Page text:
Out-Law News | 22 Dec 2015 | 12:20 pm | 3 min. read
The Scottish Government has published its response to a consultation exercise it held earlier this year on updating public procurement regulations in Scotland so as to implement the EU's Public Sector Procurement Directive. The Directive, which was finalised last year, has already been implemented in the rest of the UK.
The Scottish Government said it intends to put new draft regulations before the Scottish Parliament "shortly" and that it intends for the reforms to come into force on 18 April 2016.
According to the Scottish Government's consultation response paper (46-page / 386KB PDF), Scotland's new public procurement law framework will differ in part from the rules in place in England, Wales and Northern Ireland.
Public procurement law expert Christopher Murray of Pinsent Masons, the law firm behind Out-Law.com, said: "It was expected that the Scottish Government might take a slightly different approach to the rest of the UK when implementing certain parts of the new EU rules on procurement. Scotland has for some time now been in the process of reviewing procurement law more generally to focus greater attention on the social and economic benefits that can be delivered using public sector procurement. The new regulations are a further step towards achieving this overall goal."
"However, given that the new rules have been implemented in the rest of the UK since 26 February 2015, it may take some time for bidders operating on a UK-wide basis to understand the nuances between the two systems. In the interim, these subtle but important differences may lead to some confusion," he said.
In its paper the Scottish Government said that when deciding which prospective supplier to award contracts to, public bodies in Scotland will need to take account of both the price and quality of the bids before it and never solely award those contracts on the basis of the lowest price bid.
This approach, if confirmed in the draft legislation to be published, would differ from the current legal position in Scotland and the post EU-reform position adopted in the rest of the UK where certain public contracts can be awarded purely on the basis of the lowest price bid. The Scottish Government said its proposals had "across the board" support from respondents to its consultation.
"We will therefore introduce Regulations which will require contract award decisions to be made on the basis of an assessment of both price and quality," it said.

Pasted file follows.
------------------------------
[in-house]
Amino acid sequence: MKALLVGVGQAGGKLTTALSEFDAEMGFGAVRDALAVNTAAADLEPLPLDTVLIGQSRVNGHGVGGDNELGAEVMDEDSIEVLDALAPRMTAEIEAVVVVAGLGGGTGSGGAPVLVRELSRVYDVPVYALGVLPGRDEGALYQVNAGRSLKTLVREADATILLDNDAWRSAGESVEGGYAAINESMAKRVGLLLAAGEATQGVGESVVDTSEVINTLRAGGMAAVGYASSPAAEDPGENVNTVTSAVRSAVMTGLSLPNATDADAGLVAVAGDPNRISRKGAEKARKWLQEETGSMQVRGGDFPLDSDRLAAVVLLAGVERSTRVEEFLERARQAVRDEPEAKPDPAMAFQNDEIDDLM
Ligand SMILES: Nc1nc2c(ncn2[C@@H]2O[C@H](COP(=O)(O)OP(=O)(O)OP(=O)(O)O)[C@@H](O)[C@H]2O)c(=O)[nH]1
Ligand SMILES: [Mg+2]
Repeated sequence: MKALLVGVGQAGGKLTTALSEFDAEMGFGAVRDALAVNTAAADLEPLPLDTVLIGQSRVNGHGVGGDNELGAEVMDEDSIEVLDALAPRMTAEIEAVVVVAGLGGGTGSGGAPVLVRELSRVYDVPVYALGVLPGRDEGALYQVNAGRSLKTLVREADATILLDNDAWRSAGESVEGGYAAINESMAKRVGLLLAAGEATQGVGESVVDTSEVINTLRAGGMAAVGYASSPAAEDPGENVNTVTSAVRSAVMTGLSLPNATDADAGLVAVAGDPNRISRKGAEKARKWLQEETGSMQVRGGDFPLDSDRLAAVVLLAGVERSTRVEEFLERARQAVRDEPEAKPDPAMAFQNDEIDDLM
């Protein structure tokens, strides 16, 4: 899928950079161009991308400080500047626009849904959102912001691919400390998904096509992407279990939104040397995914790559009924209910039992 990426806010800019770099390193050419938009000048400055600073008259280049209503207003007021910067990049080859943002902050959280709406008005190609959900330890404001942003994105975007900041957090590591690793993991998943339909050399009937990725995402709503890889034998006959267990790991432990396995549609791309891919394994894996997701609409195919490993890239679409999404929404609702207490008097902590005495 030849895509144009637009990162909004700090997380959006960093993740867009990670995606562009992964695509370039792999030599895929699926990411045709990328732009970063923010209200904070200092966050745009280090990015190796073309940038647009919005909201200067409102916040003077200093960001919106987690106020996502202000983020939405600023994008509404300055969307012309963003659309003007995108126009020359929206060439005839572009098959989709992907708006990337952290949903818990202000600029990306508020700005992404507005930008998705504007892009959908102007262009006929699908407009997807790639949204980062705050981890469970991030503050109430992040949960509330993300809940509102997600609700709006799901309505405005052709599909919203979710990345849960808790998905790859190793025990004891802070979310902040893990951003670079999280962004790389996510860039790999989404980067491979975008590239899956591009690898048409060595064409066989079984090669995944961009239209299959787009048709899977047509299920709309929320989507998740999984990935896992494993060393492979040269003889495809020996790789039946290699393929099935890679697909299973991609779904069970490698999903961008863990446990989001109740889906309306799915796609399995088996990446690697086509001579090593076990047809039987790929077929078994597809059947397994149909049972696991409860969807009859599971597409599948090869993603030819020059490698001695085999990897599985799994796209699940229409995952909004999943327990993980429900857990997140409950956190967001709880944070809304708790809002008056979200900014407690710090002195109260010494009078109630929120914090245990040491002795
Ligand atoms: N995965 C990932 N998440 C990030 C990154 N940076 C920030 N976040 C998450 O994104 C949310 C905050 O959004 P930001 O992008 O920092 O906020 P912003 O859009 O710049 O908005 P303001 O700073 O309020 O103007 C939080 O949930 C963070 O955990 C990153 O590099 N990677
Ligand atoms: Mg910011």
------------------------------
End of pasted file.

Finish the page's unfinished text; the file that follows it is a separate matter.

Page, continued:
Other differences include in relation to how the Scottish Government intends to approach the issue of reserved contracts. In the rest of the UK reserved contracts, where only certain types of organisations can bid for certain contracts, can be drawn up. However, the Scottish Government has decided not to include this clause in the new Scottish public procurement regulations.
In its paper the Scottish Government also addressed the issue of mandatory and discretionary exclusions that will apply to public sector contracting.
Under the new regime public bodies will not be forced to "exclude businesses [from the procurement process] for non-payment of taxes, where this has not resulted in a court ruling", it said. Instead, it will be left to public bodies to decide whether to contract with companies that fail to meet tax obligations.
It said it had adopted the non-mandatory approach "because of the difficulties inherent in demonstrating" companies' non-compliance with tax rules in the absence of a court ruling and because of "the risk of challenge" a mandatory exclusion rule could place on public bodies.
Where a court has confirmed a company's failure to meet tax obligations, public bodies in Scotland may still have grounds for holding contracts with such companies, the Scottish Government said.
"We have decided that when a business has been found to have breached obligations, public bodies should be allowed not to exclude it where this would clearly be disproportionate," it said. "This is because circumstances may arise where the amount unpaid is very minor in relation to the contract in question."
The Scottish Government had consulted on setting up a new procurement tribunal in Scotland. In its new paper, it confirmed the idea had received "mixed views" from consultation respondents and decided against pursuing the idea further.
"The mixed views received about this issue are not conclusive enough to justify establishing a new body at this time," it said.
The Scottish Government also confirmed that Scottish Ministers, acting through Single Point of Enquiry (SPoE) service, will be empowered to request information from public bodies in respect of procurement rules not being followed or breached, for the purposes of providing information to the European Commission. A report for the Commission has to be provided every three years under the terms of the EU Directive. In England and Wales it is the Cabinet Office that performs this monitoring and enforcement role.
In October the Scottish Government published new procurement guidance that requires public sector organisations in Scotland to consider "whether it is relevant and proportionate to include a question on fair work practices" before inviting companies to bid for contracts. Only if public bodies have "good reason for doing so" should they ignore the guidance, it said.
The guidance means that businesses that pay the 'Living Wage' should be considered more favourably than rival companies that do not when bidding for public sector contracts in Scotland, the Scottish Government said at the time.